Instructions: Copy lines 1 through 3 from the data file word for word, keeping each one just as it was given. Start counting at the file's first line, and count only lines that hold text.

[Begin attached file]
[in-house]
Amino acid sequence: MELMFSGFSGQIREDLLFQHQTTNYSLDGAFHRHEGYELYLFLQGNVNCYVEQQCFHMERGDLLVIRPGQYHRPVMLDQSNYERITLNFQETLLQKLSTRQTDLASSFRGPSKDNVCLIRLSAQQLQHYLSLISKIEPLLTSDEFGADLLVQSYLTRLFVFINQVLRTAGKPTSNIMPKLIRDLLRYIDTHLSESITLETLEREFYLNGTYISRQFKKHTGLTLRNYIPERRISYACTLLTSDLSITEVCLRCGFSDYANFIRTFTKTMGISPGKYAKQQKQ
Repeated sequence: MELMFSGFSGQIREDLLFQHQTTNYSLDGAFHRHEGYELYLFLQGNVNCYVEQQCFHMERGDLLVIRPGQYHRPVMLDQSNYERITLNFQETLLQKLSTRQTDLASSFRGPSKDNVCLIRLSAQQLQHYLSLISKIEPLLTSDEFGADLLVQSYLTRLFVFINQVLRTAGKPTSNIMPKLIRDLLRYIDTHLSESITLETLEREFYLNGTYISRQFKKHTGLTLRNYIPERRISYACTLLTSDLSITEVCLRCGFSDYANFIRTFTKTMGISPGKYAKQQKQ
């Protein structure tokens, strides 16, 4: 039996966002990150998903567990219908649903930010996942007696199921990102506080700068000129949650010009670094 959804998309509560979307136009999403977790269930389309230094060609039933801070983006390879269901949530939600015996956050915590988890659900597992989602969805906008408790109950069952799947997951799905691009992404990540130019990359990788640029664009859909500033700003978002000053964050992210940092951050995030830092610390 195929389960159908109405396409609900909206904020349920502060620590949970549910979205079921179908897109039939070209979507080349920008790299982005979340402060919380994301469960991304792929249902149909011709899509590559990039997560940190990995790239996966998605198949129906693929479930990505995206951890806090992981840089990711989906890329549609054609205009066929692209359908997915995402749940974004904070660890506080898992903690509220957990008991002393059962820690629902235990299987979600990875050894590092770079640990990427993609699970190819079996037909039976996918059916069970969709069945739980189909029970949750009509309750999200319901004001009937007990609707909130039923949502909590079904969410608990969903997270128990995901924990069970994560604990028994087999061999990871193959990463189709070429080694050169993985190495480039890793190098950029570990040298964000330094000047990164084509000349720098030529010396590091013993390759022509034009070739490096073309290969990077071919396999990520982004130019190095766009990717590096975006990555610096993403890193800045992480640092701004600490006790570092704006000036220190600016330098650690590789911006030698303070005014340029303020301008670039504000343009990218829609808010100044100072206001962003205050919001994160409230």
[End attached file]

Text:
[in-house]
Amino acid sequence: MELMFSGFSGQIREDLLFQHQTTNYSLDGAFHRHEGYELYLFLQGNVNCYVEQQCFHMERGDLLVIRPGQYHRPVMLDQSNYERITLNFQETLLQKLSTRQTDLASSFRGPSKDNVCLIRLSAQQLQHYLSLISKIEPLLTSDEFGADLLVQSYLTRLFVFINQVLRTAGKPTSNIMPKLIRDLLRYIDTHLSESITLETLEREFYLNGTYISRQFKKHTGLTLRNYIPERRISYACTLLTSDLSITEVCLRCGFSDYANFIRTFTKTMGISPGKYAKQQKQ
Repeated sequence: MELMFSGFSGQIREDLLFQHQTTNYSLDGAFHRHEGYELYLFLQGNVNCYVEQQCFHMERGDLLVIRPGQYHRPVMLDQSNYERITLNFQETLLQKLSTRQTDLASSFRGPSKDNVCLIRLSAQQLQHYLSLISKIEPLLTSDEFGADLLVQSYLTRLFVFINQVLRTAGKPTSNIMPKLIRDLLRYIDTHLSESITLETLEREFYLNGTYISRQFKKHTGLTLRNYIPERRISYACTLLTSDLSITEVCLRCGFSDYANFIRTFTKTMGISPGKYAKQQKQ